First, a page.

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By Peter Frank


In a year crowded with surprises and calling for innovation, the Hamptons Art Fair has metamorphosed into the Hamptons Virtual Art Fair, an on-line version of the vibrant tent fair that has been a Hamptons summer highlight for the last decade. Since we can’t safely come to the tent, the tent has been brought to us.


No offering at the Virtual Art Fair may be more appropriate to the on-line alignment than Walker Fine Arts’. For years, at exhibitions around the United States and globally, Rock J. Walker has advocated for the work of famed Dutch printmaker M. C. Escher. As owner of one of the largest collections of Escher’s intricate graphics in the world — a collection that brims with discoveries for even the most enthusiastic Escher fan — Walker has striven not just to keep the artist popular among the general public, but to demonstrate the substance and profundity of the work in the eyes of the art world.


The latter has been a harder sell than the former. The appeal of Escher’s optical gamesmanship, enhanced by his graphic exactitude, has engaged and even inspired lovers of paradox and lovers of precision alike — to the point where many art sophisticates have isolated and dismissed Escher as puzzle-playing kitsch. Walker’s presentations argue against that regard: they show the artist in full retrospect, featuring not only his best-known and most elaborate prints, but his earlier, more straightforward but no less masterful works, including landscapes and architectural studies realized during Escher’s youthful sojourn in Italy. Where possible, Walker pairs prints with original drawings to illuminate the development of a visual idea and its transfer from visual notation to finished image.


Science and mathematics – notably the science and mathematics of human perception – are at the heart of Escher’s aesthetic, even his ethos, and this relationship with natural knowledge speaks to us at a time when we feel acutely dependent on, and uncertain of, such knowledge. There may be no cure for COVID-19 at the core of Escher’s oeuvre, and only the glimmerings of climatic calamity (he died in 1972), but his life and work spanned the machine age and the nuclear age, so he knew that his species was capable of remarkable invention and terrible destruction, such as the Internet now affords us. Escher built his pictures equally on effects of the natural world and of the human one – and in particular on those phenomena where the natural and the human conflate, where human nature is revealed to be part of nature overall.


M. C. Escher is the featured artist in the Walker Fine Arts virtual booth. In a separate space the gallery collaborates with the Hamptons Art Fair itself to present a sculptor who might be called Escher’s artistic “grandson.” Anton Bakker, a Dutch-born resident of Norfolk, Virginia, never met Escher, but was close with, and inspired by, someone who had. As a student of mathematics, Koos Verhoeff, a family friend of the Bakkers’ and father figure to Anton, had several mostly informal meetings with Escher, sharing with the artist a passion for solid geometry, paradoxical relationships, and other mathematical phenomena. Later in life Verhoeff, well known in Holland as a computer scientist, began fashioning in three dimensions the elaborate but logical geometric structures proposed by Escher in two. Verhoeff passed on to Bakker his Escherian concepts and passion for a mathematically driven art. After his own successful career in data management, Bakker, until then a “Sunday sculptor” like his mentor, turned full time to the realization of mathematically grounded sculpture.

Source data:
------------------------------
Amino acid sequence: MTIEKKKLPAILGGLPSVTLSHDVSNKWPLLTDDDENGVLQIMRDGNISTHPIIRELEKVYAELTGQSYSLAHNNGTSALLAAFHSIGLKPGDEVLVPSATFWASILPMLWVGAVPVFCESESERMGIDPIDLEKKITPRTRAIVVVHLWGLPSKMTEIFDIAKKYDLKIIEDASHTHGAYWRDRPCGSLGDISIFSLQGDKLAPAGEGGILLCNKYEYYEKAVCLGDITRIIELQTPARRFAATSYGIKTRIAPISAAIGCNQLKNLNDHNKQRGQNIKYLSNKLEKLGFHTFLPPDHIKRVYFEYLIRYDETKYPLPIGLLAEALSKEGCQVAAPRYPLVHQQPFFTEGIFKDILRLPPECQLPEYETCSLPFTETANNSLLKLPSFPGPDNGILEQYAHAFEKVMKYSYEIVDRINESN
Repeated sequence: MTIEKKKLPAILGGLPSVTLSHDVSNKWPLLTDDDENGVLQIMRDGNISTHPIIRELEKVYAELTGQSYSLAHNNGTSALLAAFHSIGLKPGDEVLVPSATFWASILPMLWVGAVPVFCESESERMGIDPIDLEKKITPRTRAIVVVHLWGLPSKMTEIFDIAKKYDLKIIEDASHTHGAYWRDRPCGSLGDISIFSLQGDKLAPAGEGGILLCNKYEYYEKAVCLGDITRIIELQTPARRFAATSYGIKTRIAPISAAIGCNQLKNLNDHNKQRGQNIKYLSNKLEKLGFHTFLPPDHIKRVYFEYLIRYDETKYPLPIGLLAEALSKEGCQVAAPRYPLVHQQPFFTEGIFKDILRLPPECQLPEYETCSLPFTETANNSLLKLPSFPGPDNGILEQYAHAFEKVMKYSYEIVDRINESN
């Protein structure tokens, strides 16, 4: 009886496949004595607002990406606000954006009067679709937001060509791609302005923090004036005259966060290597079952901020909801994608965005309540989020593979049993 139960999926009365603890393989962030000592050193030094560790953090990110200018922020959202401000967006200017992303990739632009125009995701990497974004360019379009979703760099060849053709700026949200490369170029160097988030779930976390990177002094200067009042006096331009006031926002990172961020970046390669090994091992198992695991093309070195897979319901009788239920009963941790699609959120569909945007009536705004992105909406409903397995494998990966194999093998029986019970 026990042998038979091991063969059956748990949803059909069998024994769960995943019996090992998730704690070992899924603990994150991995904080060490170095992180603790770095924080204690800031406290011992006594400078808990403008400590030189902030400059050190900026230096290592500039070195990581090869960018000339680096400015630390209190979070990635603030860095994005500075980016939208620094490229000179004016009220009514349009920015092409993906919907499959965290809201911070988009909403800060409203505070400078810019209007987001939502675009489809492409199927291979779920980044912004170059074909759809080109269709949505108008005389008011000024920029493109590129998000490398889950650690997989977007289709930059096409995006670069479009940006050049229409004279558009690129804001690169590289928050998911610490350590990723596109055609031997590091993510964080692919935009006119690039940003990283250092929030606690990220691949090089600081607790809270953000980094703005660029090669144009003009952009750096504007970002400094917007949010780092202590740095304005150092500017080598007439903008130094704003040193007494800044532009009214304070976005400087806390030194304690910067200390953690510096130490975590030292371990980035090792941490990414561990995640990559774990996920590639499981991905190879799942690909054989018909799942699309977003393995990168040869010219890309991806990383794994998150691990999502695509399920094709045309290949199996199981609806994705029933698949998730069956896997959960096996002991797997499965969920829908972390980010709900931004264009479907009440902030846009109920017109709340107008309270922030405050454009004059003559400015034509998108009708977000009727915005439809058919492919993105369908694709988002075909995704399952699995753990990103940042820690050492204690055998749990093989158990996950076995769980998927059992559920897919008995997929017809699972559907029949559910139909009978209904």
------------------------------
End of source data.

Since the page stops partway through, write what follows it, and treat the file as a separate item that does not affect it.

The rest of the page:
As opposed to Verhoeff’s relatively rough-hewn objects, Bakker’s evince an elegance that emulates not only Escher’s mathematical thinking, but his seamless execution as well. Symmetry is key to Bakker’s mindset: as he professes, he seeks a “dynamic symmetry,” in which form remains balanced from whatever angle the object is perceived, but the form itself changes radically. The loops, curves, and interlacings of Bakker’s “Path Perspective” series, for example, propose a graceful kinesis from any given angle — but from one angle the confident swoops can describe a bulbous, almost botanic form, while from another those sensuous waves align with and hide one another to describe a nearly perfect square. The viewer’s position relative to the object does not have to change that much to effect that much change. All these forms, and their seemingly infinite changeability, result from Bakker inscribing a single line across a lattice – a three-dimensional grid – connecting edge and join points in spatial patterns.


This is the same kind of optical magic, part biology, part architecture, and part choreography, that animates Escher’s pictures, both the famous illusory works of his postwar period and the relatively conventional earlier works. And, like Escher’s, these conjurations strain the possibilities of the physical, almost demanding a virtual presentation that allows them space to unfurl and space to breathe. Indeed, taking advantage of his digital experience and resources, Bakker has designed a virtual space for the sculptures’ display. Currently, many of his works are on view in a virtual reconstruction he has made of New York’s Museum of Mathematics gallery space. But for the Hamptons Virtual Art Fair he has devised a much more ambitious presentation, a grandly scaled space modeled on classic European buildings that have been repurposed as museums. This has earned Bakker the appellation of “VR Sculptor of the Fair” – that is, the designated virtual-reality object-maker (and space-maker) of the virtual-reality art fair. The virtual surreality of M. C. Escher’s art has been re-embodied here, at two degrees of separation, by his countryman Anton Bakker.


Peter Frank

Los Angeles

August 2020

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